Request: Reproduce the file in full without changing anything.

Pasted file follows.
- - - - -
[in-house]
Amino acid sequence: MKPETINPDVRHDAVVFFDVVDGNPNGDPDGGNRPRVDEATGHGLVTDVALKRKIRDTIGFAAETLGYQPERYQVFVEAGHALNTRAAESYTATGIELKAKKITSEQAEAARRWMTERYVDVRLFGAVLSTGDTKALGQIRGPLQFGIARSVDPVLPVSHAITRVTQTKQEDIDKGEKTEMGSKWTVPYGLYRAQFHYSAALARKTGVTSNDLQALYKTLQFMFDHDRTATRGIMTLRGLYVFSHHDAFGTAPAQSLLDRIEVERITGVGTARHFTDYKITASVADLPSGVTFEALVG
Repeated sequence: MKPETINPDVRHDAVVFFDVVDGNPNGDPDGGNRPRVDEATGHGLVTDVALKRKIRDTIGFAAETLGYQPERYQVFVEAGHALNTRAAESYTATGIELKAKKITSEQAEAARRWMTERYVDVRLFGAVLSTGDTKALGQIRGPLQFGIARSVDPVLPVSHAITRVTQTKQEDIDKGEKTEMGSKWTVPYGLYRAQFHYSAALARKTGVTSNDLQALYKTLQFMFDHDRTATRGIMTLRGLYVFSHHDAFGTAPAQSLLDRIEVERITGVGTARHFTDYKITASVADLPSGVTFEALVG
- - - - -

[in-house]
Amino acid sequence: MKPETINPDVRHDAVVFFDVVDGNPNGDPDGGNRPRVDEATGHGLVTDVALKRKIRDTIGFAAETLGYQPERYQVFVEAGHALNTRAAESYTATGIELKAKKITSEQAEAARRWMTERYVDVRLFGAVLSTGDTKALGQIRGPLQFGIARSVDPVLPVSHAITRVTQTKQEDIDKGEKTEMGSKWTVPYGLYRAQFHYSAALARKTGVTSNDLQALYKTLQFMFDHDRTATRGIMTLRGLYVFSHHDAFGTAPAQSLLDRIEVERITGVGTARHFTDYKITASVADLPSGVTFEALVG
Repeated sequence: MKPETINPDVRHDAVVFFDVVDGNPNGDPDGGNRPRVDEATGHGLVTDVALKRKIRDTIGFAAETLGYQPERYQVFVEAGHALNTRAAESYTATGIELKAKKITSEQAEAARRWMTERYVDVRLFGAVLSTGDTKALGQIRGPLQFGIARSVDPVLPVSHAITRVTQTKQEDIDKGEKTEMGSKWTVPYGLYRAQFHYSAALARKTGVTSNDLQALYKTLQFMFDHDRTATRGIMTLRGLYVFSHHDAFGTAPAQSLLDRIEVERITGVGTARHFTDYKITASVADLPSGVTFEALVG